Vertical Integration Helps DI Stand Out
January 9, 2013
Vertical integration is an economic term referring to a company that controls not only the end product but many or all of its component parts. It’s not a common model, but there are some examples of companies executing the practice successfully, such as Apple.
For 35 years, Apple has championed a vertical model in their technology with their integrated hardware and software. Both the iPhone and iPad have hardware and software designed by Apple, which also designed its own processors for the devices. Recently, companies like Google, Amazon and Microsoft have all jumped into the tech vertical integration mix to follow Apple’s success.
In comparison, the architecture, engineering and construction industry (AEC) doesn’t have a lot of companies practicing vertical integration. Dimensional Innovations, with our more than 20 years experience in design-build projects, is one of the few companies executing vertical integration today.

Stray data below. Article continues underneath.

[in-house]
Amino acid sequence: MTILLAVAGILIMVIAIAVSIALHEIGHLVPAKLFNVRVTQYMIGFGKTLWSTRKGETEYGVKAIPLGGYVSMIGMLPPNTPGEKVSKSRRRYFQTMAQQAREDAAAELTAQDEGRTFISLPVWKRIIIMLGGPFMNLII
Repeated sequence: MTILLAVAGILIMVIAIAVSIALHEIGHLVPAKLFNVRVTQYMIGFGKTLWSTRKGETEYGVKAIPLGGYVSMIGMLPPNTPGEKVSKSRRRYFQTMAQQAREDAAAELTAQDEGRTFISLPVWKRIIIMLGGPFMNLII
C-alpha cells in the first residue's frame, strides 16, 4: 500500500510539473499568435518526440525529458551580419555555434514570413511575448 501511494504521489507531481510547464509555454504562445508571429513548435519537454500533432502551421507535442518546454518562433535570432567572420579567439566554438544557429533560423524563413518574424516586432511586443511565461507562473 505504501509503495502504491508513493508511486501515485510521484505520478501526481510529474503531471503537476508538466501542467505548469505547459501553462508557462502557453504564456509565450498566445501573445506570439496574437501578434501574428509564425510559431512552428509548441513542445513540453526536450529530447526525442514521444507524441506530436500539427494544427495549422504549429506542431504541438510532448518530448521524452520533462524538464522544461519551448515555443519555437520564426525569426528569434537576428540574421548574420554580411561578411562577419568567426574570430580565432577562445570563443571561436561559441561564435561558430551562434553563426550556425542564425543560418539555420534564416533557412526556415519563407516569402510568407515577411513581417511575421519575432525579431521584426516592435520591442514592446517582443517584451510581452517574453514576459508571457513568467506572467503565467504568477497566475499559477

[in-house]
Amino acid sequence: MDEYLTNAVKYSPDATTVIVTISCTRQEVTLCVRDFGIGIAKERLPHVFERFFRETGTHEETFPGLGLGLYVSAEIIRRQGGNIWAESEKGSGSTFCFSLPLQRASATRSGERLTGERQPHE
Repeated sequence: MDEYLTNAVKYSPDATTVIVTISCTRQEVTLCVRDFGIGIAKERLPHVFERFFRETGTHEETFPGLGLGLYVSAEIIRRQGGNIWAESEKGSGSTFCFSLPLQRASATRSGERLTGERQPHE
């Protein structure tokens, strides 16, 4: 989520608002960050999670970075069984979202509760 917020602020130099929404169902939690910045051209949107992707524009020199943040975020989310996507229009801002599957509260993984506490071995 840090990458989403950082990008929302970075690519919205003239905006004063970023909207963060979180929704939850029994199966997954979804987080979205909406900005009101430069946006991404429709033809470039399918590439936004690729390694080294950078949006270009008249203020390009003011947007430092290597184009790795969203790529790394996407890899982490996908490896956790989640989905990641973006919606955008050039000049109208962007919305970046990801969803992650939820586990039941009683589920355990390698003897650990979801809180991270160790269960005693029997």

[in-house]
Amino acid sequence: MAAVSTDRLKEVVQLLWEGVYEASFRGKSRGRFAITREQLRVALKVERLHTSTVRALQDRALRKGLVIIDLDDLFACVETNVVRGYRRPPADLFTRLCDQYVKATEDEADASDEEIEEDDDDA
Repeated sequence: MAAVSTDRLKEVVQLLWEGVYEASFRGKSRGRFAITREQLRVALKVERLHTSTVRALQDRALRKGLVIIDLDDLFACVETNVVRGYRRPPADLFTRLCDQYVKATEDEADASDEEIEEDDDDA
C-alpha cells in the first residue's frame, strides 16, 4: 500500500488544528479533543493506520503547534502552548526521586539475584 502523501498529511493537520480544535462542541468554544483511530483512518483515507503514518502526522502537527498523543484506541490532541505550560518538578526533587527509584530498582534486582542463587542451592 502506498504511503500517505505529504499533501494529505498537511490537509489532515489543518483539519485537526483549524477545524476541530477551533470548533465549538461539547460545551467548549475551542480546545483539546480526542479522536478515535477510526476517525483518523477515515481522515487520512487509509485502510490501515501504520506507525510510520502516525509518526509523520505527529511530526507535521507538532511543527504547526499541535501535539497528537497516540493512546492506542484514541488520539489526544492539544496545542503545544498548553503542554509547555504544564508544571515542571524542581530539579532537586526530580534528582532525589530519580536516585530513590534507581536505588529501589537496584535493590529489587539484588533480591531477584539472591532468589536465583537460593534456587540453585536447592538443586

It’s not often you find engineers, interior designers, fabricators, graphic designers, industrial designers and A/V professionals in the same place, much less the same company. We set out to do something different with this company’s structure to provide universal benefits: making the difficult projects easy (or easier), tackling fast-tracked deadlines and reducing stress for our clients.
Dimensional Innovations’ 70,000-square-foot shop means design, engineering and fabrication for our projects can happen in the same building.
It’s that varied expertise, the vertically integrated business model, that offers our clients an exclusive edge: we reduce inefficiencies that slow projects down and jump up the cost. We have the imagination, originality and resourcefulness to implement any idea, and those experts sit just feet from each other.
In a typical day at DI, a designer creates a conceptual sketch for a mural spanning an entire wall while an engineer virtually constructs a specialty chandelier in 3D modeling software. On our shop floor, a fabricator might apply a faux finish to a custom metal sign at the same time an A/V specialist programs a client-specific game on an interactive touchscreen.